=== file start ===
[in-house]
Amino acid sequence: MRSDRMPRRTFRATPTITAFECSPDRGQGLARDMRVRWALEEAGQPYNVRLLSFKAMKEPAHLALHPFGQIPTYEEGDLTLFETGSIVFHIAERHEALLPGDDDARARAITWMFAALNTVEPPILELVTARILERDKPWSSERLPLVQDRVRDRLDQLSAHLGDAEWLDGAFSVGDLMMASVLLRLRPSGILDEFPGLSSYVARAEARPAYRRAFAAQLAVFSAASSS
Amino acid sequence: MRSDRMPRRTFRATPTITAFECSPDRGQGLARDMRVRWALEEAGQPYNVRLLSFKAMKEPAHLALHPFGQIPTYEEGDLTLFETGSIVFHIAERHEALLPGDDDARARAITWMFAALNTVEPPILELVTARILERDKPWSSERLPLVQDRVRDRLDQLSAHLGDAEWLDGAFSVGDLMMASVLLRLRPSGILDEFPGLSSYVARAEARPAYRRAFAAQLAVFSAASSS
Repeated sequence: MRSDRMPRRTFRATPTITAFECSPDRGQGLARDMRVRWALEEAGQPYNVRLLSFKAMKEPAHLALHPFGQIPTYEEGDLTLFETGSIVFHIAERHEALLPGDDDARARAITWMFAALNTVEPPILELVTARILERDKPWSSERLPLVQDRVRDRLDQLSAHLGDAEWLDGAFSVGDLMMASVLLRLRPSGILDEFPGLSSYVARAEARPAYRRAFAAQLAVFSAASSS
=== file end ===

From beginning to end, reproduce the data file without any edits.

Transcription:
[in-house]
Amino acid sequence: MRSDRMPRRTFRATPTITAFECSPDRGQGLARDMRVRWALEEAGQPYNVRLLSFKAMKEPAHLALHPFGQIPTYEEGDLTLFETGSIVFHIAERHEALLPGDDDARARAITWMFAALNTVEPPILELVTARILERDKPWSSERLPLVQDRVRDRLDQLSAHLGDAEWLDGAFSVGDLMMASVLLRLRPSGILDEFPGLSSYVARAEARPAYRRAFAAQLAVFSAASSS
Amino acid sequence: MRSDRMPRRTFRATPTITAFECSPDRGQGLARDMRVRWALEEAGQPYNVRLLSFKAMKEPAHLALHPFGQIPTYEEGDLTLFETGSIVFHIAERHEALLPGDDDARARAITWMFAALNTVEPPILELVTARILERDKPWSSERLPLVQDRVRDRLDQLSAHLGDAEWLDGAFSVGDLMMASVLLRLRPSGILDEFPGLSSYVARAEARPAYRRAFAAQLAVFSAASSS
Repeated sequence: MRSDRMPRRTFRATPTITAFECSPDRGQGLARDMRVRWALEEAGQPYNVRLLSFKAMKEPAHLALHPFGQIPTYEEGDLTLFETGSIVFHIAERHEALLPGDDDARARAITWMFAALNTVEPPILELVTARILERDKPWSSERLPLVQDRVRDRLDQLSAHLGDAEWLDGAFSVGDLMMASVLLRLRPSGILDEFPGLSSYVARAEARPAYRRAFAAQLAVFSAASSS